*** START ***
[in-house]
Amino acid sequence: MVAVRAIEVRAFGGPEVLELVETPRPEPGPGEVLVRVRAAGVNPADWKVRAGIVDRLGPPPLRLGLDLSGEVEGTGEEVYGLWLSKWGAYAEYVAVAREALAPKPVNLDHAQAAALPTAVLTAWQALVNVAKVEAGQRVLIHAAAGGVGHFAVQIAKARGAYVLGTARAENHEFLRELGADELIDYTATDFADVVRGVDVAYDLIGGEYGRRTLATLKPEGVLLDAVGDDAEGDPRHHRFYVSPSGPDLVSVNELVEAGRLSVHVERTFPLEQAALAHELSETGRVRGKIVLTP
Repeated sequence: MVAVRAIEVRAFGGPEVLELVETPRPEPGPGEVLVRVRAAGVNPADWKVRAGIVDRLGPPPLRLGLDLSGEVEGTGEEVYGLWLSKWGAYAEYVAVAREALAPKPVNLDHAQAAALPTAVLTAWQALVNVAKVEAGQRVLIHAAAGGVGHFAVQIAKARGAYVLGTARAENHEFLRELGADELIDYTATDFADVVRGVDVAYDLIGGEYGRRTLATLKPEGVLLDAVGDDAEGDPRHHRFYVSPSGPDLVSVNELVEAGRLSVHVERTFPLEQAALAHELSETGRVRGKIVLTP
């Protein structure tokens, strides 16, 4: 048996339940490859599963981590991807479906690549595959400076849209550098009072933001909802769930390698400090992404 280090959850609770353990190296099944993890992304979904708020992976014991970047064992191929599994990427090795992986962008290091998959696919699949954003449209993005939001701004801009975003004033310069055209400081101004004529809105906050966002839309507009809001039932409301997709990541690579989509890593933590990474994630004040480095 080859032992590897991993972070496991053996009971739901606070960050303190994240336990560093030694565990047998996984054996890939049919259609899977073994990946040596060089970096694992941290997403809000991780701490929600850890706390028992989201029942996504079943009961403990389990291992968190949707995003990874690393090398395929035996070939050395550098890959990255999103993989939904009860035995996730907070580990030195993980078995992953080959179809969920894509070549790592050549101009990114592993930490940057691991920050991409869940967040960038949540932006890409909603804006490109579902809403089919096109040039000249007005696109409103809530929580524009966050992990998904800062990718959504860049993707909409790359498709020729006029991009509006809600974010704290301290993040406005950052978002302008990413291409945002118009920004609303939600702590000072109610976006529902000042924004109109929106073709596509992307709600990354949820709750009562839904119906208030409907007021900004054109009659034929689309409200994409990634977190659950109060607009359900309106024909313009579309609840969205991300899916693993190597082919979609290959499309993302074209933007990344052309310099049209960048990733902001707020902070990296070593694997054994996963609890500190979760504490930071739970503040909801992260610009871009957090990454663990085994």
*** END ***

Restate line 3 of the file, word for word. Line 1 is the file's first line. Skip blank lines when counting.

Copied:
Repeated sequence: MVAVRAIEVRAFGGPEVLELVETPRPEPGPGEVLVRVRAAGVNPADWKVRAGIVDRLGPPPLRLGLDLSGEVEGTGEEVYGLWLSKWGAYAEYVAVAREALAPKPVNLDHAQAAALPTAVLTAWQALVNVAKVEAGQRVLIHAAAGGVGHFAVQIAKARGAYVLGTARAENHEFLRELGADELIDYTATDFADVVRGVDVAYDLIGGEYGRRTLATLKPEGVLLDAVGDDAEGDPRHHRFYVSPSGPDLVSVNELVEAGRLSVHVERTFPLEQAALAHELSETGRVRGKIVLTP